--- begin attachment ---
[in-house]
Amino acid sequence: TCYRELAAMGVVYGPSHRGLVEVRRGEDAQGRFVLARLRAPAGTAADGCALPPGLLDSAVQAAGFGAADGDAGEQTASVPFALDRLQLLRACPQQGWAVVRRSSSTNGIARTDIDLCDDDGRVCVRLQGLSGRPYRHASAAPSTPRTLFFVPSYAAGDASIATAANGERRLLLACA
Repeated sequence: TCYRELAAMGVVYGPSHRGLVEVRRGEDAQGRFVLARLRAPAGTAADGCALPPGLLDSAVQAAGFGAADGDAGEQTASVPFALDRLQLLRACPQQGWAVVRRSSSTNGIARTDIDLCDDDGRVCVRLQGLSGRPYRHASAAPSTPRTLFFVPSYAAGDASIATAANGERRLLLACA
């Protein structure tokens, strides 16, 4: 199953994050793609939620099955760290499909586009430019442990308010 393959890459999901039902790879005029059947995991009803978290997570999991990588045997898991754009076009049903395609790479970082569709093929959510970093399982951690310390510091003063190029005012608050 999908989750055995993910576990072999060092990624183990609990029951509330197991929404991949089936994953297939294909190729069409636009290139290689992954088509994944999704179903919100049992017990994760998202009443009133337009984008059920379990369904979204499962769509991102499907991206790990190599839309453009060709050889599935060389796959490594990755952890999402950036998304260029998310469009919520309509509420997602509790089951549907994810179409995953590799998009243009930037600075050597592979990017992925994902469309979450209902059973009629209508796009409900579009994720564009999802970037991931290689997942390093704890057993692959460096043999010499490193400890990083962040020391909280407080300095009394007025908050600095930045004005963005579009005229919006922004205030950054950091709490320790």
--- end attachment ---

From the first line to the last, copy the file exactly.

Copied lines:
[in-house]
Amino acid sequence: TCYRELAAMGVVYGPSHRGLVEVRRGEDAQGRFVLARLRAPAGTAADGCALPPGLLDSAVQAAGFGAADGDAGEQTASVPFALDRLQLLRACPQQGWAVVRRSSSTNGIARTDIDLCDDDGRVCVRLQGLSGRPYRHASAAPSTPRTLFFVPSYAAGDASIATAANGERRLLLACA
Repeated sequence: TCYRELAAMGVVYGPSHRGLVEVRRGEDAQGRFVLARLRAPAGTAADGCALPPGLLDSAVQAAGFGAADGDAGEQTASVPFALDRLQLLRACPQQGWAVVRRSSSTNGIARTDIDLCDDDGRVCVRLQGLSGRPYRHASAAPSTPRTLFFVPSYAAGDASIATAANGERRLLLACA
């Protein structure tokens, strides 16, 4: 199953994050793609939620099955760290499909586009430019442990308010 393959890459999901039902790879005029059947995991009803978290997570999991990588045997898991754009076009049903395609790479970082569709093929959510970093399982951690310390510091003063190029005012608050 999908989750055995993910576990072999060092990624183990609990029951509330197991929404991949089936994953297939294909190729069409636009290139290689992954088509994944999704179903919100049992017990994760998202009443009133337009984008059920379990369904979204499962769509991102499907991206790990190599839309453009060709050889599935060389796959490594990755952890999402950036998304260029998310469009919520309509509420997602509790089951549907994810179409995953590799998009243009930037600075050597592979990017992925994902469309979450209902059973009629209508796009409900579009994720564009999802970037991931290689997942390093704890057993692959460096043999010499490193400890990083962040020391909280407080300095009394007025908050600095930045004005963005579009005229919006922004205030950054950091709490320790």